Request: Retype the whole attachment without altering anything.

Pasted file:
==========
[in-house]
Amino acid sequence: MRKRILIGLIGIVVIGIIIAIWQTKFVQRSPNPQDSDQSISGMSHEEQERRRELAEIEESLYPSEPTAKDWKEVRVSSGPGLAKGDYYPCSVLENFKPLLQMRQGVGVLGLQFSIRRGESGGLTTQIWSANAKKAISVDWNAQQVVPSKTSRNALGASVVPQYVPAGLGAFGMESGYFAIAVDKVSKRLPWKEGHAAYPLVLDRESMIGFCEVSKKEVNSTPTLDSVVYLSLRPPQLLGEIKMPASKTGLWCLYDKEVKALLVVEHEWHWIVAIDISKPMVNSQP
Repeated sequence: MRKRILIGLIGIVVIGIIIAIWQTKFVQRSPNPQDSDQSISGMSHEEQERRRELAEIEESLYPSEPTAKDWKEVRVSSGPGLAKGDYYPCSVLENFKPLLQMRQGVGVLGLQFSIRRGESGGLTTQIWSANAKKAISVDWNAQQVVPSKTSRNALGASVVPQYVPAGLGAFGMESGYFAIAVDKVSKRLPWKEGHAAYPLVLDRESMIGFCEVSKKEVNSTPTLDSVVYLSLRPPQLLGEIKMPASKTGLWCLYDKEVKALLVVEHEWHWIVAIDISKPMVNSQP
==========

[in-house]
Amino acid sequence: MRKRILIGLIGIVVIGIIIAIWQTKFVQRSPNPQDSDQSISGMSHEEQERRRELAEIEESLYPSEPTAKDWKEVRVSSGPGLAKGDYYPCSVLENFKPLLQMRQGVGVLGLQFSIRRGESGGLTTQIWSANAKKAISVDWNAQQVVPSKTSRNALGASVVPQYVPAGLGAFGMESGYFAIAVDKVSKRLPWKEGHAAYPLVLDRESMIGFCEVSKKEVNSTPTLDSVVYLSLRPPQLLGEIKMPASKTGLWCLYDKEVKALLVVEHEWHWIVAIDISKPMVNSQP
Repeated sequence: MRKRILIGLIGIVVIGIIIAIWQTKFVQRSPNPQDSDQSISGMSHEEQERRRELAEIEESLYPSEPTAKDWKEVRVSSGPGLAKGDYYPCSVLENFKPLLQMRQGVGVLGLQFSIRRGESGGLTTQIWSANAKKAISVDWNAQQVVPSKTSRNALGASVVPQYVPAGLGAFGMESGYFAIAVDKVSKRLPWKEGHAAYPLVLDRESMIGFCEVSKKEVNSTPTLDSVVYLSLRPPQLLGEIKMPASKTGLWCLYDKEVKALLVVEHEWHWIVAIDISKPMVNSQP